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Captivated by Cambodia

It is not really part of the American lifestyle to take a year or so off and go backpacking around the world.  However, as my friends would tell you I am not one to do what is expected of me.  So, I bought the most insane around the world ticket and ended up in places I never dreamed of going.  Out of 13 countries the one that made the most drastic impression on me was Cambodia.  A country I knew nothing about except that it was somewhere in Southeast Asia.  In Thailand, I met the most amazing travel buddy.  A young lady from India who is now living in Japan and had never set out into the world on her own.  In Bankok, we both purchased visas and a bus ticket to Siem Reip, Cambodia.

The road to Siem Reap

As we were crossing the border from Thailand to Cambodia the border crossing gaurds gave my friend a very difficult time.  Apparently, if you are from India or Bangladesh you need to not only purchase a visa to enter Cambodia but also a visa to reenter Thailand before you even leave.  The border itself is a kilometer or so in length and is quite hectic.  REMINDER: pack light and bring lots of water.  On the other side of the border we had to hop onto a minibus for the remainder of our 7 hour journey.  A young Cambodian gentlemen informed us that the bus was old as they could not afford to buy new ones.  Also that the airconditioning was prone to shut on and off as we hit bumps in the road.

I have never seen a road like this in my  life!  The dust was so thick the driver could only see a few feet in front of the bus window.  There were so many  potholes that it was impossible to avoid them but rather pick the smallest one to run over.  Bridges were only one lane and appeared to be held together by a few pieces of wood and a couple of nails.  The minibus barely fit and when I saw a huge doubledecker cross over I felt there was no way it would make it.  The road was dangerous as the visiblity was bad and locals were riding their motorcycles, bikes and tractors along it.  As we passed trough small villages I was so overwhelmed by the amount of rubbish piled in the front of family dwellings. 

A face at Bayon Temple

In the late evening, the dust began to thin and the once dirt road changed to pavement.  We entered the upscale section of the city of Siem Reip.  I could not believe it-a stretch of about 10 five star hotels.  The bus driver dropped us at a guest house that looked unaffordable for my backpacker budget.  It turned out to be really inexpensive-only $2 US dollars a night for shared accomodation with bath.  In the city you can hire transportation by the day:  motorbike with driver $8US, tuktuk $9US and shared taxi with a/c $10US.  We took a shared taxi in order to explore the
ancient wonders for which Siem Reip was known.  First stop was the fortified city of Angkor Thom, more than 10 sq km in extent, built in the 12th century.  Inside the walls there were magnificent structures such as the faces of the Bayon temple and the 350-m long wall of elephants.  The most memorable part of Angkor Thom was not the sites but rather what we referred to as the ‘sacred forest’.  On a trail behind the elephant wall we encountered several local children who spoke very good English.  For a small fee they led us through the forest where 1000’s of buddhist monks were praying, sleeping and bathing.  This place is very hidden and must remain this way for future generations.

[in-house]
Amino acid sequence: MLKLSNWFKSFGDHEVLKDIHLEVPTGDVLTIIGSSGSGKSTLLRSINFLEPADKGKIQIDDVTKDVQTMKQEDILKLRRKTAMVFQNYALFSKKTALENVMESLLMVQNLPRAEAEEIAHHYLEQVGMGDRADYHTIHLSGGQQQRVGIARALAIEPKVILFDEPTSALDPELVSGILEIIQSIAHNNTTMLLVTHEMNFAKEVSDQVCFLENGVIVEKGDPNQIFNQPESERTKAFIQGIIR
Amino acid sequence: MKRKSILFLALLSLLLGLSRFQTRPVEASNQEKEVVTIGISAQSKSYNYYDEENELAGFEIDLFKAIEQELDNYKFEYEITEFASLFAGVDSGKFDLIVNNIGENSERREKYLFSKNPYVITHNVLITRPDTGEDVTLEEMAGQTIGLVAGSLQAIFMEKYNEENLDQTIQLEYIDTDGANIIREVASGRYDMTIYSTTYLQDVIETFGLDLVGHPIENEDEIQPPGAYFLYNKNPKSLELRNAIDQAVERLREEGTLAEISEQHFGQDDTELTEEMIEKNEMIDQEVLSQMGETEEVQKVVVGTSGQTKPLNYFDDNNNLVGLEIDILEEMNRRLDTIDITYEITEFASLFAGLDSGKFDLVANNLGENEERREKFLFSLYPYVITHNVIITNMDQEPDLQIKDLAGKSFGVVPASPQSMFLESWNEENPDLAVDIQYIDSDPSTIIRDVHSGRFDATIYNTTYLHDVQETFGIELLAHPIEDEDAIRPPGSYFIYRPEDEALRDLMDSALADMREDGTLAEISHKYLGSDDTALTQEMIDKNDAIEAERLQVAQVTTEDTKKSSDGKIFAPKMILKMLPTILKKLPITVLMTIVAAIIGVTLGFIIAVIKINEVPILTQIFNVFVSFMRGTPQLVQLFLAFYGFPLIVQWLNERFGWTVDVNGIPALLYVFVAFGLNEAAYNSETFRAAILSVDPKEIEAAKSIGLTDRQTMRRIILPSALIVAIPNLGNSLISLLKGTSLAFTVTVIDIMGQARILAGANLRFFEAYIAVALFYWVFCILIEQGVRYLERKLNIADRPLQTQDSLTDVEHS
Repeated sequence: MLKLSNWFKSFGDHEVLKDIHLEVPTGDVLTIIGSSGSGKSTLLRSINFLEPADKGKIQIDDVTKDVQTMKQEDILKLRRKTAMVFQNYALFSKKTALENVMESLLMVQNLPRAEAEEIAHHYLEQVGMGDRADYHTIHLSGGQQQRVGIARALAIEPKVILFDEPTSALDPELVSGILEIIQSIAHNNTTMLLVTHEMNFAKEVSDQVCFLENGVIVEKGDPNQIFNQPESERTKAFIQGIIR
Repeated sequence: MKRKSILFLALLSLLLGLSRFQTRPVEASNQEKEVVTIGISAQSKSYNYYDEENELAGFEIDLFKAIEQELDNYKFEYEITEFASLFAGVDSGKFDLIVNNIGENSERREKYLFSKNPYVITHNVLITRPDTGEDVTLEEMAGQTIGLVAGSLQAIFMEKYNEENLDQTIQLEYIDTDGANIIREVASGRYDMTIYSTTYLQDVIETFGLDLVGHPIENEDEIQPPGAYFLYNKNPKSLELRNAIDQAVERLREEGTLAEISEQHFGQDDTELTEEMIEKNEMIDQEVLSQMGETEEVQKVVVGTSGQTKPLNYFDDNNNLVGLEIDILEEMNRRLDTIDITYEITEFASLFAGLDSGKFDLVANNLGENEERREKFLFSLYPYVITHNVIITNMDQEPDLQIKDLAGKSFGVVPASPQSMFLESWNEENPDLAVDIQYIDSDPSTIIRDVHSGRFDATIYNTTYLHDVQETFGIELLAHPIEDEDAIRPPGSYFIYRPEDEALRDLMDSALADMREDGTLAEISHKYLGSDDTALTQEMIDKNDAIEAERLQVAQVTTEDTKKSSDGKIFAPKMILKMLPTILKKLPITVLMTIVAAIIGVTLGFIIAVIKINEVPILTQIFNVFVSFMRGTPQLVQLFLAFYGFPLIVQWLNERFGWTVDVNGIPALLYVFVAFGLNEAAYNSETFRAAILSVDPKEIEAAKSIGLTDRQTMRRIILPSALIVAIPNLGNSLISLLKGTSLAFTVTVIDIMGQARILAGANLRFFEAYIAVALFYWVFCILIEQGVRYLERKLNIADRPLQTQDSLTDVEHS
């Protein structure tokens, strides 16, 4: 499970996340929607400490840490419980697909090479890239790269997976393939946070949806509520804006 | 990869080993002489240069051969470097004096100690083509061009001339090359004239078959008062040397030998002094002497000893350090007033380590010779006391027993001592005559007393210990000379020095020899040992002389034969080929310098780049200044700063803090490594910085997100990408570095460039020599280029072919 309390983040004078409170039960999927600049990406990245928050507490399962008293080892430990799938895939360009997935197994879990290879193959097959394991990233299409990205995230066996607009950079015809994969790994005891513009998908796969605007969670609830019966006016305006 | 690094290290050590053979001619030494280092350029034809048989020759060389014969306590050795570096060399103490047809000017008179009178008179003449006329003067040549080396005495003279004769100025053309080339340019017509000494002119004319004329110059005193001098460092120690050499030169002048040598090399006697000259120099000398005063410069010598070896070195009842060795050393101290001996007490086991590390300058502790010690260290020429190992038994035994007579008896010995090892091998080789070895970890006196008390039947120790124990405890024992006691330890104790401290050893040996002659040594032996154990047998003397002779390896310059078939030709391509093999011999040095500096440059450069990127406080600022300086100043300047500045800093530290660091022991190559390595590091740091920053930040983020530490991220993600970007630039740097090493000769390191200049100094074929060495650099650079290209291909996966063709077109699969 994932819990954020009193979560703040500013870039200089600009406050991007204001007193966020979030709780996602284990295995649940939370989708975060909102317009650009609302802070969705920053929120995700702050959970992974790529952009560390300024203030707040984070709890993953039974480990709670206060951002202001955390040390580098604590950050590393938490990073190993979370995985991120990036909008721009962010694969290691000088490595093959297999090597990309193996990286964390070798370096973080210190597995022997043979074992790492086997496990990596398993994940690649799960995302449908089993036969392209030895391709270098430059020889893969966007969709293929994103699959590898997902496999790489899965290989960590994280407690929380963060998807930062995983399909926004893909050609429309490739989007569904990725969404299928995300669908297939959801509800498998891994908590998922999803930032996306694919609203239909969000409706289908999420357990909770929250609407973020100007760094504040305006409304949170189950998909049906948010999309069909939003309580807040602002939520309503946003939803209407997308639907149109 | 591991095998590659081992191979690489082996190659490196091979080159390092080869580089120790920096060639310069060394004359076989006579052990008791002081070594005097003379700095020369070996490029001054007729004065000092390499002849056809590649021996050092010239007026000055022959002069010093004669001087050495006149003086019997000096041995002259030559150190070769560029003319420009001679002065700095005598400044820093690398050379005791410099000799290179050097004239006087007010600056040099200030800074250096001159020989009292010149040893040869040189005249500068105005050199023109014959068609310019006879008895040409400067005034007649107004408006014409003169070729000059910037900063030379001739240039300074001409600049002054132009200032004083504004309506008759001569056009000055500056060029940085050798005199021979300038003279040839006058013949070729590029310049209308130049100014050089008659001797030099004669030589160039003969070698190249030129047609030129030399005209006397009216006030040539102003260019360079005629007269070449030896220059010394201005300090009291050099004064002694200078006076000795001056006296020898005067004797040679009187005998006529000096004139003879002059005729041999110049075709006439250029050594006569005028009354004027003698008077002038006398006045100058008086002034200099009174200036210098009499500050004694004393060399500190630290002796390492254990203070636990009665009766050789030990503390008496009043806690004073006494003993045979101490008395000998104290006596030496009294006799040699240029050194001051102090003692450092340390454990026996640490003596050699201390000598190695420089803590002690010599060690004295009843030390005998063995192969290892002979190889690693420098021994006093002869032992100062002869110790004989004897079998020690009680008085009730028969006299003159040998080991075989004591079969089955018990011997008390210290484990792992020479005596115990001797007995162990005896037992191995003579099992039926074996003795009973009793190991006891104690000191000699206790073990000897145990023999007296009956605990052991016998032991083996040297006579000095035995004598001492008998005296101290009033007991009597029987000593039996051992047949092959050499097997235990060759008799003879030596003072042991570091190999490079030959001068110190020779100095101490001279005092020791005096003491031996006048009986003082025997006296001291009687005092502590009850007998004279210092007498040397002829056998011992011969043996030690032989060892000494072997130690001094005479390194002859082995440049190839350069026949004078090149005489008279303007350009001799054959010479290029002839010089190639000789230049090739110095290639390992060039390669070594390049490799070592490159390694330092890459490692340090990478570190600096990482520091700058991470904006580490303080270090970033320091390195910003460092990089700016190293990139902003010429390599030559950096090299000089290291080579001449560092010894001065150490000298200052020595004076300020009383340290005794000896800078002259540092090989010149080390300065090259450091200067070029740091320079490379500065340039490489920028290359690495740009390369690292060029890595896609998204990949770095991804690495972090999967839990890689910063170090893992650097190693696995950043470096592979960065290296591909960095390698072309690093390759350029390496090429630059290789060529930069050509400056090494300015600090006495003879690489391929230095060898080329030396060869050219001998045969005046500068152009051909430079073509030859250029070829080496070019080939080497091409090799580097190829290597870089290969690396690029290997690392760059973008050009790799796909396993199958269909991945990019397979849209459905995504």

Angkor Wat

The last stop was one of the ancient wonders of the world-Angkor Wat.  This architectual marvel was built by Suryavarman II (r. 1112-52) for use as his funerary temple.  The most impressive structure is the central tower rising 55 m above ground.  There are only two ways up to the top and both will leave you shaking in your boots.  If you are not afraid of heights-take the plunge-and climb the steps with no railing!  The veiw is worth the effort.  I was informed by locals that I should wait until sunset to get the best photo of the temple complex.  The funny thing was the sun does not set near Angkor Wat but behind the forest across the street.  Supposedly, there is another temple down the road from the entrance where hundreds gather to capture the ultimate shot. 

It was not the sites that left an impression on me but rather the Cambodian people.  The most memborable experience was on the local bus from Siem Reip to the capital city, Phnom Phen.  Most tourists take the most comfortable route to the capital which is either by a/c bus ($6 US) or by speed boat over Tonle Sap Lake ($25 US).  However, they don’t know what kind a great time they could have taking the local non a/c bus ($6 US).  We only got on this bus because there was no space for us anywhere else.  I realized in my seven hour bus ride just how sincere and unique the local people were.  The bus stopped along the way at various places where I saw everything being sold from fried tarantula to fried sea turtle.  However, other unfamiliar dishes were being offered such as lotus flower and stuffed bamboo shoots. 

Wall reliefs at Angkor Wat

I would never have bought these items myself but was offered a taste by the Cambodians sitting next to me on the bus.  I could not believe that people in a poor non-English speaking country would offer me something out of the kindness of their heart.  They were offended when we tried to give them money for their hospitality.  Cambodia was all I had imagined and much more……..

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